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Seven things Sam Morshead learnt about Town from pre-season tour
1) COMMITMENT TO THE CAUSE
In the recent past, without naming guilty parties, there hasn’t been the kind of work ethic amongst the Swindon squad that now exists.
Be that because of the Paolo Di Canio regime, the higher standards of the players or a combination of the two - the Robins look fitter, sharper and infinitely more united.
Sure, there are groups of friends off the field, but on it they are a team.
2) PAOLO’S SPOILT FOR CHOICE
There is massive depth within the current squad and, with Di Canio planning to add further to it, competition for places will be fierce.
The old cliche suggests that that should be healthy, but the manager is going to have to balance his players’ desire to play.
What happens in the middle of midfielde with Alan Navarro, Tommy Miller and Simon Ferry or up top with Andy Williams, Paul Benson and James Collins? They can’t all play all the time and Di Canio’s man management skills will be tested.
3) STILL PLENTY TO DO ON MATCHDAY
While the 9-1 thrashing of a select XI at the team’s Hotel Veronello base was little more than a fitness exercise for the Town players, the 1-1 draw with Bayern Munich II gave a better indication of what still needs to be done to get the Robins playing the kind of liquid football Di Canio craves.
In the first half, there were six new signings on show and there were scratchy phases where Bayern controlled midfield for long periods. With 11 men all with six months’ experience of each other under their belts, the second period flowed much better from a Swindon point of view.
4) ROONEY READY FOR HIS CHANCE
Luke Rooney made a major impact out on the banks of Lake Garda, making a good impression during his two 45-minute appearances in the friendlies and in the ballwork drills that I witnessed in training.
He may have to compete against Gary Roberts for a spot on the left of midfield but, after six months spent in and out of the team, now he could well make the position his own.
5) WHO NEEDS A BACK-UP KEEPER
One man we didn’t get to see enough of during the tour was Leigh Bedwell.
The second-string keeper was only given a brief run-out during the 9-1 victory over a select XI and didn’t feature at Andalo against Bayern Munich II.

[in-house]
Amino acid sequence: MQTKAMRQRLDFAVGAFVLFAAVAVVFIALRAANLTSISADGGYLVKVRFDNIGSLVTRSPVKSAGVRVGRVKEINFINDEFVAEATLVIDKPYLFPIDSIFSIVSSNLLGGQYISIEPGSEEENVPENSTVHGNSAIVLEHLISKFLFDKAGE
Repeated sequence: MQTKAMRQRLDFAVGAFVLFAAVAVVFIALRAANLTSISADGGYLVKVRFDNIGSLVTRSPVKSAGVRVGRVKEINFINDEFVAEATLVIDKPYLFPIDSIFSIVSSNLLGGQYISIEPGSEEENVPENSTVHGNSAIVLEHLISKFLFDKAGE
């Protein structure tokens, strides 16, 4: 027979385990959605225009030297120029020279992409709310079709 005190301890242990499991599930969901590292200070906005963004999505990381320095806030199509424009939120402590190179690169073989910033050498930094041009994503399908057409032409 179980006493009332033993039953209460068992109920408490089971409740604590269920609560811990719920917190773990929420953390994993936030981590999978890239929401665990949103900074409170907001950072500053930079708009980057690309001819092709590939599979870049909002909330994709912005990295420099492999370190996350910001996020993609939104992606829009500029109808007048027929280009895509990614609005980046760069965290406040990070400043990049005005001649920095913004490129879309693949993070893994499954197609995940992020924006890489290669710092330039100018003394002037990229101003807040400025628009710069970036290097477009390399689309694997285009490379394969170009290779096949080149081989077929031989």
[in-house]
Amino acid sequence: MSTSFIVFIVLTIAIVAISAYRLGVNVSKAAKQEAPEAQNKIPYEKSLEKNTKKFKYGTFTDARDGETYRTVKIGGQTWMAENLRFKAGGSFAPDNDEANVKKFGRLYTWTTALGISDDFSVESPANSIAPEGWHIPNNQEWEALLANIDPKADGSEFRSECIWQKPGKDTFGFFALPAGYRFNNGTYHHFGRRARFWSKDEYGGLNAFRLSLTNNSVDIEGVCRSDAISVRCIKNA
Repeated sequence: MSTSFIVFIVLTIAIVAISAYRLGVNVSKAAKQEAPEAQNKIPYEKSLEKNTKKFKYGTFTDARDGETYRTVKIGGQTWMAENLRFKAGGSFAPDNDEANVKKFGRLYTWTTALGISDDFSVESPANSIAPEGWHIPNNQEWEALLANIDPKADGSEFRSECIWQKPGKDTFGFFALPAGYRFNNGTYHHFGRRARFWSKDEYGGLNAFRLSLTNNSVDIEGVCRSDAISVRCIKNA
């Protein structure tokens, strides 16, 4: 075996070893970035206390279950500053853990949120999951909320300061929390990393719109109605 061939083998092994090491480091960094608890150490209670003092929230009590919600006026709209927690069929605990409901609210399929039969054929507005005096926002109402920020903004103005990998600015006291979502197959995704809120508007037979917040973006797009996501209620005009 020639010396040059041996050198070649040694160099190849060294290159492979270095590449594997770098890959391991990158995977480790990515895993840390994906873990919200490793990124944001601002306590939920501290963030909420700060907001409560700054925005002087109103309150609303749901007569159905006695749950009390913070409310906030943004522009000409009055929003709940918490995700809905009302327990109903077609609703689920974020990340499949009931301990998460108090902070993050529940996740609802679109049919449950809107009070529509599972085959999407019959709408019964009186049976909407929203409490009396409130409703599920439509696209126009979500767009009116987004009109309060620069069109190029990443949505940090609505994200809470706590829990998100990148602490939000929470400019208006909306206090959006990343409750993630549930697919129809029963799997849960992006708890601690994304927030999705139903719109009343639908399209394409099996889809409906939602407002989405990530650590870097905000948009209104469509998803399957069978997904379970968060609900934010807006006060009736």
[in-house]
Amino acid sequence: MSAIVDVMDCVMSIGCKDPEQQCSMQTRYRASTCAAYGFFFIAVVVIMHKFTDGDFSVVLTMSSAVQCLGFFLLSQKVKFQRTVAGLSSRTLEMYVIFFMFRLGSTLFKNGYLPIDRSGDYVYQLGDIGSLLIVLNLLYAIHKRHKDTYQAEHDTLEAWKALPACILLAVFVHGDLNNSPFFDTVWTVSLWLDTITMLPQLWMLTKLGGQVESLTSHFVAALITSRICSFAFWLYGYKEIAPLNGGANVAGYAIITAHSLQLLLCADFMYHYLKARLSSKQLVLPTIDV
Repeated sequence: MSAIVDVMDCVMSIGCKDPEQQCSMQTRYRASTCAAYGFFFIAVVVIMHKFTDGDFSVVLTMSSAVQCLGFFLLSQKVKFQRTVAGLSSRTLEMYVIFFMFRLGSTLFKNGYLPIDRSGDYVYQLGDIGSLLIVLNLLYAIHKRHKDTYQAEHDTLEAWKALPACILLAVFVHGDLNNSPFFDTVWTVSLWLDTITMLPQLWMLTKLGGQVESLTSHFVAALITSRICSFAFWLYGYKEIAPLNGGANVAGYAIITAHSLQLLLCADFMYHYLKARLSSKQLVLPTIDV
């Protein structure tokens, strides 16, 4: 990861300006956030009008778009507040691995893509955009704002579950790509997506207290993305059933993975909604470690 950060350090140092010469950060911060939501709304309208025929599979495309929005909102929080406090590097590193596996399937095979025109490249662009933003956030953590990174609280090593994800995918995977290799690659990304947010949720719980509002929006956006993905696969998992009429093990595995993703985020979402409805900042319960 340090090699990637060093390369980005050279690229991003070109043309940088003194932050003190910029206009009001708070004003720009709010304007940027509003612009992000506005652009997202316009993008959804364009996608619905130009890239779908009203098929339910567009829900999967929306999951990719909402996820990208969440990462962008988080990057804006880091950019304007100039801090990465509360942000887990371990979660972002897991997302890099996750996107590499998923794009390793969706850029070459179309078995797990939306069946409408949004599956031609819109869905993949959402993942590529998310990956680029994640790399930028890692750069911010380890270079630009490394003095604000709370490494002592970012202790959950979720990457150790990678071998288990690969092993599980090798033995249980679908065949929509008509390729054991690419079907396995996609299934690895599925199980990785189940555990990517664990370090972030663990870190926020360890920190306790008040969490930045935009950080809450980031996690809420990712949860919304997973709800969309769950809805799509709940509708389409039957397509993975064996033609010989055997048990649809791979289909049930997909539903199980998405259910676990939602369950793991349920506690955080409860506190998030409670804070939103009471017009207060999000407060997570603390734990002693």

There haven’t been enough players progress the whole way through the youth system at Town, for various reasons, and since Craig Farr and Steve Mildenhall that has been particularly true amongst goalkeepers.
Wes Foderingham has openly stated that he feels the club will bring in a new man between the posts to challenge him imminently, but is there a need?
If Foderingham is injured or suspended, why not dip into the loan market for an emergency signing. Otherwise, give Bedwell his chance. If not, why offer him a contract in the first place?
6) THESE PLAYERS EARN THEIR WAGES
When you listen to the footballing grapevine, you often hear stories from the past that refer to three-day weeks for footballers, with 90-minute training sessions and little to no fitness-specific work.
Those within the sport talented and lucky enough to get towards the top of the game frequently set examples you wouldn’t want your own children following. Town’s players are doing plenty to justify the amount spent on them.
They work very hard during the day, and maintain a positive image away from the training field.
7) THE DI CANIO FACTOR
I’ve never previously had the chance to see a manager in action of the training ground, and I doubt many are like Di Canio globally.
He will get so intimately involved in a session, arms flailing, head bent up towards the sky - he is living vicariously through his players.
Generally they seem to be absorbing his every word, but that may be because he demands their attention. He addresses everything in minute detail.
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